The stock markets ended the week in the red.
First, the scoreboard:
- Dow: 15,425.5, -72.8, -0.4%
- S&P 500: 1,691.4, -6.0, -0.3%
- NASDAQ: 3,660.1, -9.0, -0.2%
And now, the top stories:
- It was a quiet end to a quiet week. There were no major market-moving economic reports or earnings announcements worth mentioning. But there was some interesting commentary from the analyst community.
- UBS’s Art Cashin reflected on a market phenomenon that occurred on Thursday, which has him a bit nervous. “So yesterday, as I watched the yields on bonds move lower despite a mediocre auction, I re-examined the pattern,” he said. “What could cause stocks and yields and the dollar to all weaken simultaneously? One possibility might be a real weakening of the economy. That certainly would weaken yields and the dollar as the Fed would abandon tapering.”
- JP Morgan’s Tom Lee shared an interesting anecdote that may give you reason to be bullsh.”[A]t a large group lunch earlier this week with 80 or so wealth advisors, we heard how most individual investors are spectators in the equity markets, having a greater share of their assets in bonds, particularly munis — apparently, stocks are for “other people” (who want to take the risk),” he said. “In our view, sentiment tends to have contrarian implications — that is, if investors are generally (anecdotally) cautious, this suggests that a lot of the negatives are already reflected in current prices. Consequently, as much as investors are concerned about a potential pullback (which we acknowledge is possible), the current caution suggests better implied risk/reward. ”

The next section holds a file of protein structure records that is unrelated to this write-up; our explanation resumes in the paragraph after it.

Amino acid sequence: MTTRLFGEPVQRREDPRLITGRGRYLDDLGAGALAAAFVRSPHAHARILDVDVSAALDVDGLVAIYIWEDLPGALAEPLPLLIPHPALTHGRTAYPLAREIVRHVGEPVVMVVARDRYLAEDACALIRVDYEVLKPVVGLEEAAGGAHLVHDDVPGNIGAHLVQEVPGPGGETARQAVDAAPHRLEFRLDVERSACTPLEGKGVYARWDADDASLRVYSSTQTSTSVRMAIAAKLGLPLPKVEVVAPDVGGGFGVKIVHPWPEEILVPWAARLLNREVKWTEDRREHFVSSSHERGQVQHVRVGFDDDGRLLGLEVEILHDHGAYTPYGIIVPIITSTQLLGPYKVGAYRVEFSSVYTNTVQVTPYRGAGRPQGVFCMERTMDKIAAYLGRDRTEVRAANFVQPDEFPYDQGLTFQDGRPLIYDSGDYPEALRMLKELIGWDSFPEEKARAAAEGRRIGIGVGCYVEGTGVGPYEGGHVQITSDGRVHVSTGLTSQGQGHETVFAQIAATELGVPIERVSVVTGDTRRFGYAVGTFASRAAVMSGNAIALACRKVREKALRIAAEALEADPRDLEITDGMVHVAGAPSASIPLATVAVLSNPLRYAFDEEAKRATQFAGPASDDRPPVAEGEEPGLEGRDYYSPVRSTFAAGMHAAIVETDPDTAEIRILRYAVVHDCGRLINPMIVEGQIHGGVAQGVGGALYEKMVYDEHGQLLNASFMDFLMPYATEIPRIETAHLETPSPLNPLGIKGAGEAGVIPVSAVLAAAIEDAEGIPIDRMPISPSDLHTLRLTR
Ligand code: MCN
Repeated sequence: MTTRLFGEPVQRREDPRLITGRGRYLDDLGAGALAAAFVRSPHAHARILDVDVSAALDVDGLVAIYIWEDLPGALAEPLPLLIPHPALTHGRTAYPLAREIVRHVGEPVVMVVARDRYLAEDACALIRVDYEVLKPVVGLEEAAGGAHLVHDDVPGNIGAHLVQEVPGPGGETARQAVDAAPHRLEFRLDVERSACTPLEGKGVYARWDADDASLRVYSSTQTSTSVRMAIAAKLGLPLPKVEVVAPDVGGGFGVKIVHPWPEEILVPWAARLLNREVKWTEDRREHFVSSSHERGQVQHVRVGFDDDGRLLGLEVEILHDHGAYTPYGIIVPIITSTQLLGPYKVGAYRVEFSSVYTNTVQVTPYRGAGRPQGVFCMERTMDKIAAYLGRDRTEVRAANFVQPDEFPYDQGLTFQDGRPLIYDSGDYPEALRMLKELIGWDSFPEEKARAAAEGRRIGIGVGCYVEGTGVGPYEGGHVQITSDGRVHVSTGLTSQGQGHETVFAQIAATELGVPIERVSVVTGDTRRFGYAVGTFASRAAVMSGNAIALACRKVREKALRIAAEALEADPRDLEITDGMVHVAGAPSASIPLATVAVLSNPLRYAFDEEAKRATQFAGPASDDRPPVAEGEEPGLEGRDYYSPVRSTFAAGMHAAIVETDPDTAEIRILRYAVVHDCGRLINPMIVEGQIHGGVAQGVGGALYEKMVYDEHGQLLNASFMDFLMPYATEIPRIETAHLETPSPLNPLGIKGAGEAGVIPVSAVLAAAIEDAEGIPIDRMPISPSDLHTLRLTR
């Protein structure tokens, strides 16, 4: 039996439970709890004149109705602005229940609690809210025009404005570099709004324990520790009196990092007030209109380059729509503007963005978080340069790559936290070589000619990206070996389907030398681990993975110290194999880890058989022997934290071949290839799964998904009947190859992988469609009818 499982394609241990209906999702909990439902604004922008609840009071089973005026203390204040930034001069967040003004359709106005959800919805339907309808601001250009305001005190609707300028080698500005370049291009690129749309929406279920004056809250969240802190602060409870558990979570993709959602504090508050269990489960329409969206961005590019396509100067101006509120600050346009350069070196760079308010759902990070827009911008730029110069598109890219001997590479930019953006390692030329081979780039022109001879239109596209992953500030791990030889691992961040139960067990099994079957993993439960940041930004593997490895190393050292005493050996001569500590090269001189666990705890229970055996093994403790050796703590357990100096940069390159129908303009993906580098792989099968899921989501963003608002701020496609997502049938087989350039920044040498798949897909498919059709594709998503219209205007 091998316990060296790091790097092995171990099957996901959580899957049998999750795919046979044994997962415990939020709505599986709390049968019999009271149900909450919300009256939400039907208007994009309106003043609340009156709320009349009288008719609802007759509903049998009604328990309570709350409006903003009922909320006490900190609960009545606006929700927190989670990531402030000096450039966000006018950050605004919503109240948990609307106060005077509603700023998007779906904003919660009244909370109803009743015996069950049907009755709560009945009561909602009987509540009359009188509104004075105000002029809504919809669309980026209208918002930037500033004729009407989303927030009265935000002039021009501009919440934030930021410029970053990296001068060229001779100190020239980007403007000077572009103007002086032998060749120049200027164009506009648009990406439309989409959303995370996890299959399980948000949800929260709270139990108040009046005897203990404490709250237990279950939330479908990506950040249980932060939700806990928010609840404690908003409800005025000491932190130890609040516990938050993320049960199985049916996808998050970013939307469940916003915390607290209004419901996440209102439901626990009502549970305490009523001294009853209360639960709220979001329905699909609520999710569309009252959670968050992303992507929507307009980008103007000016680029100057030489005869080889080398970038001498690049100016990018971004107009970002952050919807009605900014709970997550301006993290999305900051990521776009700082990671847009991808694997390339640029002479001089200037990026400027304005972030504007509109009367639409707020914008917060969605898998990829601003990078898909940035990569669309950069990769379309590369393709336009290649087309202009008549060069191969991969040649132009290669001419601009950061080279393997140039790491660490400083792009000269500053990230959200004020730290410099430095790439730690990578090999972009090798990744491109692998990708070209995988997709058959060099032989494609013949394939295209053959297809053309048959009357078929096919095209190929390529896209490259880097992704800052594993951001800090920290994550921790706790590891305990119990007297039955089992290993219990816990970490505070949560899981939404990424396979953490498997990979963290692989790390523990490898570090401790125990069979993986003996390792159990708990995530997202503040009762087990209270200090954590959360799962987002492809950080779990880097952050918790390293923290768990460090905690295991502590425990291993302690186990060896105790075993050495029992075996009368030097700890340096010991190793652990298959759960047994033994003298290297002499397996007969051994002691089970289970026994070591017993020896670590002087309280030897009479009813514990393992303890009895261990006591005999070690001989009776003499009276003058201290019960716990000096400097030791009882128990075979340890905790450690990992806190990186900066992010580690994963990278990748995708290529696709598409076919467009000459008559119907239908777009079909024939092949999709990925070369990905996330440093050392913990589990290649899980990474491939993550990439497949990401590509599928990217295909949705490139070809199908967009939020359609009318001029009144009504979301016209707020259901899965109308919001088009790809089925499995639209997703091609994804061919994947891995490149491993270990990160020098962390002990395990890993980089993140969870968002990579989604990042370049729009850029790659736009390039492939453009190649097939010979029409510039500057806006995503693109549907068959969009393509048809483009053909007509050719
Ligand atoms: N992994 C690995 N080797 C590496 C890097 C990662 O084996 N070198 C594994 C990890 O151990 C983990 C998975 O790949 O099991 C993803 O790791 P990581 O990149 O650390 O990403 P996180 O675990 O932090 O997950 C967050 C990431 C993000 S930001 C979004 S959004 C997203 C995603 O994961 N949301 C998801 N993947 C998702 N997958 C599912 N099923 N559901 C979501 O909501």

- In China, we got some signs that suggested the economy might not be doomed for a hardlanding. In particular, industrial production and fixed asset investment stats were stronger than expected. “By considering the rebounding official PMI and trade data as well as the subdued inflation readings in July, we expect today’s data will have quite a positive impact on commodities, commodity-related currencies and some Chinese stocks (especially cyclical names exposed to [fixed-asset investment]),” said Bank of America Merrill Lynch’s Ting Lu. “We believe many Street economists will likely revise up their 3Q GDP growth forecasts soon.”
- This is not to say China is in the clear. “[W]e still believe the growth outlook beyond Q3 is murky for two reasons,” warned Societe Generale’s Wei Yao. “First, property sales growth peaked in April and has since started to fall…Second, overall credit growth is declining, which should limit the increase in fixed asset investment.”
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